Does Laurie really love Amy?

It is for the reader to decide if Laurie really loves Amy. However, the narrative suggests that, though he does not stop loving Jo, his feelings for Amy develop and become stronger over time. Laurie feels very strong affection for all four of the March girls, and he finally comes to see that Amy is a better match for him than her strong-willed sister Jo.

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In Chapter 39 of Little Women, entitled "Lazy Laurence," there is a long dialogue between Laurie and Amy. Laurie is living a dissolute and aimless lifestyle in Europe, heartbroken after Jo rejected his proposal of marriage. Amy is distressed to see him throwing his life away in this manner and tries to rally his spirits. She is eventually successful in doing this, and Laurie falls in love with her.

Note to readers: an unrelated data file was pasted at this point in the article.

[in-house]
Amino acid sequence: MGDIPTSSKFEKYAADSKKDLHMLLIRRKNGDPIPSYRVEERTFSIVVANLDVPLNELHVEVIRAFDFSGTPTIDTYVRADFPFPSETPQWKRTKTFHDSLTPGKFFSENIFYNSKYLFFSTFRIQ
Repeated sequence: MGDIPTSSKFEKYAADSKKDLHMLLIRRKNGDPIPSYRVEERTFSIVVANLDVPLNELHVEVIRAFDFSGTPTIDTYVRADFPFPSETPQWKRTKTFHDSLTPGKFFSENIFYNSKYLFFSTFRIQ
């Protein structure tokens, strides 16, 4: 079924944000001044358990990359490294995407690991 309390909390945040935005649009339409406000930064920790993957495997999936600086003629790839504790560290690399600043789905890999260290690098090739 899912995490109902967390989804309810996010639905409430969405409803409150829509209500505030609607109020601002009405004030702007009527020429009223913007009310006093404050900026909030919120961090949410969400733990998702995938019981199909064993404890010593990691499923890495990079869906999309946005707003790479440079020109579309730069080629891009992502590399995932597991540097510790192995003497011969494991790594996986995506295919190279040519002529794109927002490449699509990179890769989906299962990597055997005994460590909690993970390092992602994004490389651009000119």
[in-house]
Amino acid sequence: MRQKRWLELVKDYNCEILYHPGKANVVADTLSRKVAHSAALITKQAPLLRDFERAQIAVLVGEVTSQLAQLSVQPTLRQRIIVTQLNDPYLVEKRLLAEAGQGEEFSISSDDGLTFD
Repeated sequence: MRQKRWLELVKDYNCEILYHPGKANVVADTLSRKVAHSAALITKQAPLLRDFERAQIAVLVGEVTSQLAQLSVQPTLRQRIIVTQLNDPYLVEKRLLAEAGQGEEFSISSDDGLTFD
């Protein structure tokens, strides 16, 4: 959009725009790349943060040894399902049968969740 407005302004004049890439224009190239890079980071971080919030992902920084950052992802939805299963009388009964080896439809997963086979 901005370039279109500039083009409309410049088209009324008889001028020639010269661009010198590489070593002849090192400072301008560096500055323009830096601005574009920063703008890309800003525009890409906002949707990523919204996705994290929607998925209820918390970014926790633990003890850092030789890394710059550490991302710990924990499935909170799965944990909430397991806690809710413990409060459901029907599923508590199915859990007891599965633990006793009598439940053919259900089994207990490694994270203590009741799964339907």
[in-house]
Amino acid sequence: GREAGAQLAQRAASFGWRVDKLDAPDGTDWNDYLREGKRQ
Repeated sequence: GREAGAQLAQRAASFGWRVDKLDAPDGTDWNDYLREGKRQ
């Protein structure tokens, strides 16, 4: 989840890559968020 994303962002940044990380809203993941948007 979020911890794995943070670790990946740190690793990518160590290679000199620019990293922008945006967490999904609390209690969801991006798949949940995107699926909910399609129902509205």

It is for the reader to decide how convincing Laurie's love for Amy is. Few readers, however, will come to a simple conclusion on this point. Amy's temperament is better suited to Laurie's than her sister's is, a point which Jo herself is quick to appreciate. It seems likely that, in the long term, Laurie will be happier with Amy than he would have been with Jo, though this does not necessarily mean that he loves her more. It is also clear that Laurie, who was lonely when he came to Concord, loves all the sisters, and that his feelings are at least partly a collective affection for all four sisters. The author's intention seems to be to show that, while Laurie does not stop loving Jo, he really does love Amy, and that after she becomes his wife, his love for her continues to grow stronger.

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